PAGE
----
His plodding, disruptive performances in defensive midfield, though, mean he cannot finish higher than this.
United should move Fellaini on, but it should be acknowledged that he has had his uses this season.
11: Bastian Schweinsteiger
Against the Hornets, he was responsible for forcing the own goal which won United the game. Against the Foxes, he scored the goal which evened the score.
He also earned an unofficial assist for his interference with the West Ham United goalkeeper for Anthony Martial's goal which kept United in the FA Cup and forced a replay. Those moments and the impact of his presence are what have him this far up the list.
However, there have been plenty of games where he has been unable to make a big impact or provide the kind of platform he was brought in to produce. Wolfsburg away is the epitome of that, but the fact that he has missed so much of the season with injury is another big factor.
He should have been one of the squad's best players, but instead he has been relatively unimpressive. Of the players who regularly played in the two in Van Gaal's 4-2-3-1, Schweinsteiger has probably been the least effective.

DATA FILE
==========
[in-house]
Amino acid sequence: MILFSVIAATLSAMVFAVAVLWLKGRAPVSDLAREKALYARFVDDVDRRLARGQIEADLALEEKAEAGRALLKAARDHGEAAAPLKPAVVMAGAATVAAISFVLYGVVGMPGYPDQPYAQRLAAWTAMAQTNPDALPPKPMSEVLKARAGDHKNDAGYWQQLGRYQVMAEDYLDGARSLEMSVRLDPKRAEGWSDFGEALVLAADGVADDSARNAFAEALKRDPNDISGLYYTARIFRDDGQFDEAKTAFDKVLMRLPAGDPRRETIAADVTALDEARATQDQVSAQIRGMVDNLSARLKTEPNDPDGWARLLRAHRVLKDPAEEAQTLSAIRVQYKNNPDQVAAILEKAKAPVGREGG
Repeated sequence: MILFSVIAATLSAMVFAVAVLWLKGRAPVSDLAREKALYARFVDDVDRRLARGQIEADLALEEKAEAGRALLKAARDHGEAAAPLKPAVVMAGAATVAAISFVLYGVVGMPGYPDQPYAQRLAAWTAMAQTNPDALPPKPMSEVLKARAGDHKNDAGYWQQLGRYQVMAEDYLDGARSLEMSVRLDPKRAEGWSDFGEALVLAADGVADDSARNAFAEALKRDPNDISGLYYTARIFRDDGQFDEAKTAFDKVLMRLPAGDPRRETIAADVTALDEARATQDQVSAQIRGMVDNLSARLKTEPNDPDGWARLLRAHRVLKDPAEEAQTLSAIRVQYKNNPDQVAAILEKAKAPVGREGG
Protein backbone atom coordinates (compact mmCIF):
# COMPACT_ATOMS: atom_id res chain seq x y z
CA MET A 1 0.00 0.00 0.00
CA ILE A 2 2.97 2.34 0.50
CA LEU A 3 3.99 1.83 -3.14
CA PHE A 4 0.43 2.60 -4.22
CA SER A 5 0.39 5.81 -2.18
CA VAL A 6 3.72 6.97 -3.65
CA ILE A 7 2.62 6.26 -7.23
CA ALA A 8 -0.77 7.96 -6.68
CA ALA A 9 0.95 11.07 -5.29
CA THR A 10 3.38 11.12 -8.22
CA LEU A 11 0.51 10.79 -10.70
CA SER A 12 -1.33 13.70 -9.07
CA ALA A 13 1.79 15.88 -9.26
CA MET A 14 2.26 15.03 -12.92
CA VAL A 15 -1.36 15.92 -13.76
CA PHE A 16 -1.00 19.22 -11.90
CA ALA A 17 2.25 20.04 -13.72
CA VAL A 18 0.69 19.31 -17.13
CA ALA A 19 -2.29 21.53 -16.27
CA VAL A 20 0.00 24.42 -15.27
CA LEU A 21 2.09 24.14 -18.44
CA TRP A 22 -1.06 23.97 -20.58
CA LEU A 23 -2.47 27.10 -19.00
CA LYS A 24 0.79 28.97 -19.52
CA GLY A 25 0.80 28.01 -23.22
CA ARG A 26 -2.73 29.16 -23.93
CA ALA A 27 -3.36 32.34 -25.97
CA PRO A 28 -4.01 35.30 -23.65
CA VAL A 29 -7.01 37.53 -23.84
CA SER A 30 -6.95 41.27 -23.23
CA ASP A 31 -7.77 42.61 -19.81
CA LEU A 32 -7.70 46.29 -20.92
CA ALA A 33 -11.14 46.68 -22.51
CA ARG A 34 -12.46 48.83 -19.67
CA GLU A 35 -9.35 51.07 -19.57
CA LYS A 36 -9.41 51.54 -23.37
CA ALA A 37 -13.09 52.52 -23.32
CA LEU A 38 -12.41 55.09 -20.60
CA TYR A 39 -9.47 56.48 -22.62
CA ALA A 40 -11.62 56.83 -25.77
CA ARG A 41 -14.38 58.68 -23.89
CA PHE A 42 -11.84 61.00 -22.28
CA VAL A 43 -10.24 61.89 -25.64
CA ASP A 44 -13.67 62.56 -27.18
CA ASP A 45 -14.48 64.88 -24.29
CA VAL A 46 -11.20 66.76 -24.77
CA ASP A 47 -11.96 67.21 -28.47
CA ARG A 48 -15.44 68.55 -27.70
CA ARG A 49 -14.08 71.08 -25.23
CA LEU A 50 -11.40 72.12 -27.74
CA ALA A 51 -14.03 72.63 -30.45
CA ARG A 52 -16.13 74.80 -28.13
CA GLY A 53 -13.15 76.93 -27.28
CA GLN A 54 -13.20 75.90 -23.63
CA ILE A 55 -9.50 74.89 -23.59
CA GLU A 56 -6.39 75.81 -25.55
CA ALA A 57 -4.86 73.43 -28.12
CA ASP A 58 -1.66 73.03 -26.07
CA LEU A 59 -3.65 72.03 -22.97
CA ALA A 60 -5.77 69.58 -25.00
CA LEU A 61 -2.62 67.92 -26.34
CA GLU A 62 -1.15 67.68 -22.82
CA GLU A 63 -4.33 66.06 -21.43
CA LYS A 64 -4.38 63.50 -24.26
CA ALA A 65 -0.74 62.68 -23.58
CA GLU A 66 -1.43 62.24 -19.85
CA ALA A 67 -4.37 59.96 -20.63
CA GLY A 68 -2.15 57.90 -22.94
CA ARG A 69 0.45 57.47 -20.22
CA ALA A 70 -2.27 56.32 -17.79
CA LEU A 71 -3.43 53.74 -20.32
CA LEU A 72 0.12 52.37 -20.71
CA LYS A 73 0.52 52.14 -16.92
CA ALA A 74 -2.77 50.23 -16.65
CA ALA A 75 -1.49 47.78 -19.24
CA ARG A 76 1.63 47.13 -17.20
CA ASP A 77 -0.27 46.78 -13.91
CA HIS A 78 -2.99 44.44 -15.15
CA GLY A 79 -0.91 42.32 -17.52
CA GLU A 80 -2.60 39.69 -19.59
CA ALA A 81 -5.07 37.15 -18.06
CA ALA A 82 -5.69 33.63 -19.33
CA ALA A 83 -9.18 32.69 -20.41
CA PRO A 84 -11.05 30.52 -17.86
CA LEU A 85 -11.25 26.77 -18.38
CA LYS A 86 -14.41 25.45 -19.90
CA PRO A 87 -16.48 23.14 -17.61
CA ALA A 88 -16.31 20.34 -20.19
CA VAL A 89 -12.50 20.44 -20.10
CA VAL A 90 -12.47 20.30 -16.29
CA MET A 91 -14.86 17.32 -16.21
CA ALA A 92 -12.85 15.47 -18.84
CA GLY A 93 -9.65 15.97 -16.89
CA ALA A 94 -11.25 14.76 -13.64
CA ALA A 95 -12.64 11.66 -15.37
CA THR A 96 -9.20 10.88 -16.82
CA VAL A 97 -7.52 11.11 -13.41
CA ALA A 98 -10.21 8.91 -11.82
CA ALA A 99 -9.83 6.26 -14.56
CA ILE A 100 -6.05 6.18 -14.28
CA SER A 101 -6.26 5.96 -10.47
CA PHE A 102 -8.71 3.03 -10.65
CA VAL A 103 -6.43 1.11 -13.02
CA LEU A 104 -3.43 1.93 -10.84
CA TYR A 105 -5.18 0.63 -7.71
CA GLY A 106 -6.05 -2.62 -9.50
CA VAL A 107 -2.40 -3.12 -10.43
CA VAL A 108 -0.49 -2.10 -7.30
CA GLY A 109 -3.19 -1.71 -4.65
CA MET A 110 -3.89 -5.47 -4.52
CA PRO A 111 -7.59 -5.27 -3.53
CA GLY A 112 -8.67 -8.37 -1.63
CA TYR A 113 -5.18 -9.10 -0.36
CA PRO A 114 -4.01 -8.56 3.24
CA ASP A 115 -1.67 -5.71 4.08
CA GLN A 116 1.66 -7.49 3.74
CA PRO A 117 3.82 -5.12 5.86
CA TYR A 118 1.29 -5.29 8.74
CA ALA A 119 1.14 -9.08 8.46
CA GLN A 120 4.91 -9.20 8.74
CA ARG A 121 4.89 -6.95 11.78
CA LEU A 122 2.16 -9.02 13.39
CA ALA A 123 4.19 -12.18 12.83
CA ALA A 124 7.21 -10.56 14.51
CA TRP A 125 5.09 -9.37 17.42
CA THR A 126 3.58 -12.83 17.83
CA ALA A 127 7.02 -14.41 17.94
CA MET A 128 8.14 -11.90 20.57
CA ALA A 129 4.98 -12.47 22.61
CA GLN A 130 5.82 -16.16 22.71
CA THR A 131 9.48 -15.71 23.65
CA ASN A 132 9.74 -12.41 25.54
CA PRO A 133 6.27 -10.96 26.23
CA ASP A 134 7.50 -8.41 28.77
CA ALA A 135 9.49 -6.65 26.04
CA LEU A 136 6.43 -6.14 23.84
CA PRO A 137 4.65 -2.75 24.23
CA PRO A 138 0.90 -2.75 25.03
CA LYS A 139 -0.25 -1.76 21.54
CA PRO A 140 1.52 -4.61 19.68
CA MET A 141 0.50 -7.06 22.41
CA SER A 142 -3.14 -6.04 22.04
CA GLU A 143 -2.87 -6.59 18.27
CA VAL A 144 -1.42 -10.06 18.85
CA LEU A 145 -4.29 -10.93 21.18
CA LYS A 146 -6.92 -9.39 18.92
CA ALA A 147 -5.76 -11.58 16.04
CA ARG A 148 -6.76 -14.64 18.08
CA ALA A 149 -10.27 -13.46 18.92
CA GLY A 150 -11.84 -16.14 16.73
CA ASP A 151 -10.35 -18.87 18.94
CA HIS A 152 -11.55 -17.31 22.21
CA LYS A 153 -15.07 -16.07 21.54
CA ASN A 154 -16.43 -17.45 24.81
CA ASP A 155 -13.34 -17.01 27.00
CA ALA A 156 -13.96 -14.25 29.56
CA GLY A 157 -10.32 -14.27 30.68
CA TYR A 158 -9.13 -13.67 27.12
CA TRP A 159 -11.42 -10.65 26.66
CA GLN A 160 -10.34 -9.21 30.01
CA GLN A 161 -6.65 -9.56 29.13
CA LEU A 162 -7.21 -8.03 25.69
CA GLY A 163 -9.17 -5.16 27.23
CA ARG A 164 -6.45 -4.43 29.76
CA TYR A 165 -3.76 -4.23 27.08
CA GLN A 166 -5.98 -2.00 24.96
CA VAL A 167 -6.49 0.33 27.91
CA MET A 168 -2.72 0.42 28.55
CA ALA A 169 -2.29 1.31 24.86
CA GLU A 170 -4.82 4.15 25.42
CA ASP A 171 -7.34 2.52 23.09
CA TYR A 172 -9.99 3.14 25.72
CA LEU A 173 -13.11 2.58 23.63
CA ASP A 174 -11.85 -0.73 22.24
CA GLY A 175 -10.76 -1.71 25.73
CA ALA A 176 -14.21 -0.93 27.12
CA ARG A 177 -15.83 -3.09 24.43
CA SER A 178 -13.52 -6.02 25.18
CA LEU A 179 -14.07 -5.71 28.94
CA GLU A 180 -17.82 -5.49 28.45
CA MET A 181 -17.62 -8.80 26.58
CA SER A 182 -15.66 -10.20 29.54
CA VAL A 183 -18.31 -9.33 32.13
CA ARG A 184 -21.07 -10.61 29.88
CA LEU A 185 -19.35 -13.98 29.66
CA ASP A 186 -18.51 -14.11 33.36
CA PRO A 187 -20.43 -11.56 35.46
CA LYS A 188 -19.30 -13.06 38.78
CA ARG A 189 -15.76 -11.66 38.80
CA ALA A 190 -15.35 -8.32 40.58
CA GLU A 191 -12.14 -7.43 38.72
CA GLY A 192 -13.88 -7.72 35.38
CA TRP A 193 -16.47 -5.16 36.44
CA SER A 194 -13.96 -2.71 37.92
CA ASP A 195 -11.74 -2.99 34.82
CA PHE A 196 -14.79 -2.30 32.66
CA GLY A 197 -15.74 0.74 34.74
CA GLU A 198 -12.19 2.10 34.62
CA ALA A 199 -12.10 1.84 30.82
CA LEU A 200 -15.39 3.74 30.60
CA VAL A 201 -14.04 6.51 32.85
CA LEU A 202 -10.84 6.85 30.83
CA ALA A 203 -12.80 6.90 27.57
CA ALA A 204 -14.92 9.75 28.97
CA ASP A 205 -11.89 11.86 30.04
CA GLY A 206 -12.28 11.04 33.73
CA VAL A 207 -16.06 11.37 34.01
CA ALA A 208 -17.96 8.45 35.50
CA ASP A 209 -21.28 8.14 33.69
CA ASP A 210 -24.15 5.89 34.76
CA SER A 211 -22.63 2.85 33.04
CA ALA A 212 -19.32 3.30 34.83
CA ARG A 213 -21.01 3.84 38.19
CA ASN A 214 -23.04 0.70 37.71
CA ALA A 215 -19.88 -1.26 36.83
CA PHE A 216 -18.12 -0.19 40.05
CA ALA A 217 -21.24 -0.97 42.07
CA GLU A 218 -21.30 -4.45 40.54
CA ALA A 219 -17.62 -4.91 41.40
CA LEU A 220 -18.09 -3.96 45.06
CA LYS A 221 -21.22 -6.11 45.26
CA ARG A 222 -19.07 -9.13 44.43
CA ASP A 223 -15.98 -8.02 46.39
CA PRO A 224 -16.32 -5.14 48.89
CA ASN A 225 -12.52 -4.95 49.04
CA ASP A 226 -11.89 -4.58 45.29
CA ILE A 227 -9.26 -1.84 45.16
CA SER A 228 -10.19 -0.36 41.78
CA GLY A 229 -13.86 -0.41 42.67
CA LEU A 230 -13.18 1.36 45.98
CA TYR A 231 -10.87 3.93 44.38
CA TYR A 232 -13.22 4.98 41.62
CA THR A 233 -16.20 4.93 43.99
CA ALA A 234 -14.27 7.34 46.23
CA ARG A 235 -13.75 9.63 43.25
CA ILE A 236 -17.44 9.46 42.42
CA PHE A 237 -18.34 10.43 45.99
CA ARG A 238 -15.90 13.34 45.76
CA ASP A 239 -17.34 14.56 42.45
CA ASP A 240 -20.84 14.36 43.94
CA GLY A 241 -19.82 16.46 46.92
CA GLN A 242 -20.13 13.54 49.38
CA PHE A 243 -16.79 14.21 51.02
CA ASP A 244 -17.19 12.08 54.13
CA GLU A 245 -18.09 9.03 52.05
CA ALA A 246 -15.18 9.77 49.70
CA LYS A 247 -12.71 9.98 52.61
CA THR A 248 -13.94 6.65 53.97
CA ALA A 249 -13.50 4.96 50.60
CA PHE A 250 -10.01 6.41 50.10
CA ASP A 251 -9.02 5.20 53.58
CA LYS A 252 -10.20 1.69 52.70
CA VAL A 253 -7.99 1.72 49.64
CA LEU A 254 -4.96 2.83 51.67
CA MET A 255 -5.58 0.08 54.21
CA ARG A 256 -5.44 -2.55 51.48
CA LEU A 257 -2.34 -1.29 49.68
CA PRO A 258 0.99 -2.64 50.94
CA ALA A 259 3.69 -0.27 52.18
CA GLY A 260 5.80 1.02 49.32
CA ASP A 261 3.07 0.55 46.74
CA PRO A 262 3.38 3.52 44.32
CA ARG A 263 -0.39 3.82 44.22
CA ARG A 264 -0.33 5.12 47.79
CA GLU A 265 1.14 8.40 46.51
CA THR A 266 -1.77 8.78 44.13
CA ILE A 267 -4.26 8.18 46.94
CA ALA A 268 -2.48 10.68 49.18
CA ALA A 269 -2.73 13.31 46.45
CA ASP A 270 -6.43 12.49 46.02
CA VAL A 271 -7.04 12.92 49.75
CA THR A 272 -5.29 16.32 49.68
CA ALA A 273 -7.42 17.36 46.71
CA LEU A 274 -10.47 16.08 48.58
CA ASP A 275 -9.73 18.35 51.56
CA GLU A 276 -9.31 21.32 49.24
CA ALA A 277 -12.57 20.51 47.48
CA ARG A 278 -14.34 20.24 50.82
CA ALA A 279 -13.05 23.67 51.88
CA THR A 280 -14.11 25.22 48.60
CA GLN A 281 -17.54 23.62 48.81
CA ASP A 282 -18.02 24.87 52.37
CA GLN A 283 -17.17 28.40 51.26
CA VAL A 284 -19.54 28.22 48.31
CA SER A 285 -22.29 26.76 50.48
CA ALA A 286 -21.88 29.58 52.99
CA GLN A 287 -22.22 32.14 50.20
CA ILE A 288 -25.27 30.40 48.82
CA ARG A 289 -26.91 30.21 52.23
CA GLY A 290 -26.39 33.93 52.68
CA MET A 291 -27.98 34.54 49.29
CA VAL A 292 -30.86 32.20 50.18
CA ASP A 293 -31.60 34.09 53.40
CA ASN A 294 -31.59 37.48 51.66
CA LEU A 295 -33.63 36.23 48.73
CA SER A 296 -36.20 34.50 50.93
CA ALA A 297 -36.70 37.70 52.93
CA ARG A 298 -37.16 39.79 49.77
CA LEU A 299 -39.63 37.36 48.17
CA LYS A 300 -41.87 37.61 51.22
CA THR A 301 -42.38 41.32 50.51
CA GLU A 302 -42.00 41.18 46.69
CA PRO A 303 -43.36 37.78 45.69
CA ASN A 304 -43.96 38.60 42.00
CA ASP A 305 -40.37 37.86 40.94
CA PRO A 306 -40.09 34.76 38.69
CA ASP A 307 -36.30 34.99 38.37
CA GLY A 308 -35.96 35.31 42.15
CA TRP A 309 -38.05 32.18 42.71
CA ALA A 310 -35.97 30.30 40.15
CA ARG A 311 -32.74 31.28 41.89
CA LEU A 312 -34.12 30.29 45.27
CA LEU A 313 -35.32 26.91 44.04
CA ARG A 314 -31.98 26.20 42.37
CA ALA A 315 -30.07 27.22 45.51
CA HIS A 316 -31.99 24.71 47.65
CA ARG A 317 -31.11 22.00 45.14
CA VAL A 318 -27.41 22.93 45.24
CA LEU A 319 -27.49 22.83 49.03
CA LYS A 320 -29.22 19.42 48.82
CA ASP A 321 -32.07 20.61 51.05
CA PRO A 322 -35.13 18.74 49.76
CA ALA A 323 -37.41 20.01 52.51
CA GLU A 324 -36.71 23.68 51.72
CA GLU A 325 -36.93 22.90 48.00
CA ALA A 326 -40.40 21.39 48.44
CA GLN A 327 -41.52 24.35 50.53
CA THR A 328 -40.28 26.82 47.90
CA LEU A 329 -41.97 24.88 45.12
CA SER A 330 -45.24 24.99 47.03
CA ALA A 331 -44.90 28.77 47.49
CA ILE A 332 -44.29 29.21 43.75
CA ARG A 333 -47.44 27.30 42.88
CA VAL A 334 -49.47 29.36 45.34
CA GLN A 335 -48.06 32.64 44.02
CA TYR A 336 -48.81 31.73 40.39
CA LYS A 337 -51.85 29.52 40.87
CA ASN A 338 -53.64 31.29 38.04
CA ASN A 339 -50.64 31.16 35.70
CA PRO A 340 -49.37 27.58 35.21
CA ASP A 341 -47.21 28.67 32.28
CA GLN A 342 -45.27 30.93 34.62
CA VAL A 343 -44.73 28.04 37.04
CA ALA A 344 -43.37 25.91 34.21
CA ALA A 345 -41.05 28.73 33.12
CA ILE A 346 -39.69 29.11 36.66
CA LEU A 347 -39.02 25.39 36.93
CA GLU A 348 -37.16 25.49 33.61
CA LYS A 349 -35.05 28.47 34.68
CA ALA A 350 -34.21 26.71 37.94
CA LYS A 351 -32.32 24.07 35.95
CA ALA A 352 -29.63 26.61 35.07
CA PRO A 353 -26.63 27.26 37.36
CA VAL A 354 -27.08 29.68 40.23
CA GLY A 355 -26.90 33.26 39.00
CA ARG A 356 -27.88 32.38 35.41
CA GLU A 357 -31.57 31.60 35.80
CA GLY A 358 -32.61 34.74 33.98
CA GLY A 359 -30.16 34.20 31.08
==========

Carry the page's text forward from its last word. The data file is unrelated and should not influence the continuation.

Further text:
10: Michael Carrick
Michael Carrick has had a pretty average season. He and Schweinsteiger were undone against Arsenal at the Emirates Stadium, for example, in one of the season's most crushing defeats.
He was astonishingly poor against Stoke City during United's 2-0 loss on Boxing Day. He was as bad as anyone when the Red Devils capitulated at Anfield in the Europa League, being brought on at half-time to steady the ship as part of a back three and doing anything but.
He has shown glimpses of his better self, but only rarely. He pips Schweinsteiger by having played a good deal more, but there is not much in it in terms of overall impact.
This may well be Carrick's last season at Old Trafford, but he will not want it to be the one he is remembered by.
9: Morgan Schneiderlin
In truth, Schweinsteiger, Carrick and Morgan Schneiderlin's positions in this ranking are pretty interchangeable.